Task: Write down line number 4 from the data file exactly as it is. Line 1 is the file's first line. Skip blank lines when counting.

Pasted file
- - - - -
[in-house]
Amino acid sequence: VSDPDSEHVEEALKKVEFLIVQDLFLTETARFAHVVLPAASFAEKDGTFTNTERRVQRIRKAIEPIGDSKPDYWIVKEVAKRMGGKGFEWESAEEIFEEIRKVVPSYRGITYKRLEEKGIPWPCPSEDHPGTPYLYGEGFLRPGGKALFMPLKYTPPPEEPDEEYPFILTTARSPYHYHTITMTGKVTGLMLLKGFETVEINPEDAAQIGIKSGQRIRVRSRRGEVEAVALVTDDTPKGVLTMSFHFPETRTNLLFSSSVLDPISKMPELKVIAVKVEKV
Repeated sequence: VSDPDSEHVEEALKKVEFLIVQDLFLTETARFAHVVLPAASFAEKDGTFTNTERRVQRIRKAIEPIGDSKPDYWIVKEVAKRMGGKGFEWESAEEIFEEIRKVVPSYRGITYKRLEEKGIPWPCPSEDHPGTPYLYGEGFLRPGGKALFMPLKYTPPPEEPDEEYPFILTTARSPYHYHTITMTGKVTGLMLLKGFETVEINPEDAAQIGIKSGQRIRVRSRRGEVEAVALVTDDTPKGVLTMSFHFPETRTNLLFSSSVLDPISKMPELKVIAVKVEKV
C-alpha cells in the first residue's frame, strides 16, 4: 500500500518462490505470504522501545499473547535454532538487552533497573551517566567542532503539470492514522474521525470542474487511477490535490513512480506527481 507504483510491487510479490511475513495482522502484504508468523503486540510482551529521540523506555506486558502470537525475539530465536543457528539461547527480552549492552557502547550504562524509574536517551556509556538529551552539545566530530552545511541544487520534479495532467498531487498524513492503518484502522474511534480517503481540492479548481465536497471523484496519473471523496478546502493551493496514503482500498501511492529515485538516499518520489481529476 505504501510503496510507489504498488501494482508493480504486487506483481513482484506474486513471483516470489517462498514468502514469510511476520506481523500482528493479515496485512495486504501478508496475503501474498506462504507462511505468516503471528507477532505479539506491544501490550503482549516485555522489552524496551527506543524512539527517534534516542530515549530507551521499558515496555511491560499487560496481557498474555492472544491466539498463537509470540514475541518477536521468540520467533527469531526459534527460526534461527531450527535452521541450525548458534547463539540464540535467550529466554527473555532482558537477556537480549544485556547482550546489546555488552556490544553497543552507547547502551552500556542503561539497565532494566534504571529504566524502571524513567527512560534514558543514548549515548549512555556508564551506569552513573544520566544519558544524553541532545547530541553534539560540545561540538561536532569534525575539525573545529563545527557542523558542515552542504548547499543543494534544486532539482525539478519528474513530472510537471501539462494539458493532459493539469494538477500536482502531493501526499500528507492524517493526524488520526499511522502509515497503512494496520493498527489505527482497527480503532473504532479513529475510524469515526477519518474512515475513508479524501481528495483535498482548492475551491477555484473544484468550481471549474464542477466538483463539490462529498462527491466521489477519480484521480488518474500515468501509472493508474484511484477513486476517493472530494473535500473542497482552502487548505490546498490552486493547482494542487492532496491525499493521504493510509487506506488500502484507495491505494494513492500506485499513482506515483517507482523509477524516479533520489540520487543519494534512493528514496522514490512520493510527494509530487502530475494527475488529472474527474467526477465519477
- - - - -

C-alpha cells in the first residue's frame, strides 16, 4: 500500500518462490505470504522501545499473547535454532538487552533497573551517566567542532503539470492514522474521525470542474487511477490535490513512480506527481 507504483510491487510479490511475513495482522502484504508468523503486540510482551529521540523506555506486558502470537525475539530465536543457528539461547527480552549492552557502547550504562524509574536517551556509556538529551552539545566530530552545511541544487520534479495532467498531487498524513492503518484502522474511534480517503481540492479548481465536497471523484496519473471523496478546502493551493496514503482500498501511492529515485538516499518520489481529476 505504501510503496510507489504498488501494482508493480504486487506483481513482484506474486513471483516470489517462498514468502514469510511476520506481523500482528493479515496485512495486504501478508496475503501474498506462504507462511505468516503471528507477532505479539506491544501490550503482549516485555522489552524496551527506543524512539527517534534516542530515549530507551521499558515496555511491560499487560496481557498474555492472544491466539498463537509470540514475541518477536521468540520467533527469531526459534527460526534461527531450527535452521541450525548458534547463539540464540535467550529466554527473555532482558537477556537480549544485556547482550546489546555488552556490544553497543552507547547502551552500556542503561539497565532494566534504571529504566524502571524513567527512560534514558543514548549515548549512555556508564551506569552513573544520566544519558544524553541532545547530541553534539560540545561540538561536532569534525575539525573545529563545527557542523558542515552542504548547499543543494534544486532539482525539478519528474513530472510537471501539462494539458493532459493539469494538477500536482502531493501526499500528507492524517493526524488520526499511522502509515497503512494496520493498527489505527482497527480503532473504532479513529475510524469515526477519518474512515475513508479524501481528495483535498482548492475551491477555484473544484468550481471549474464542477466538483463539490462529498462527491466521489477519480484521480488518474500515468501509472493508474484511484477513486476517493472530494473535500473542497482552502487548505490546498490552486493547482494542487492532496491525499493521504493510509487506506488500502484507495491505494494513492500506485499513482506515483517507482523509477524516479533520489540520487543519494534512493528514496522514490512520493510527494509530487502530475494527475488529472474527474467526477465519477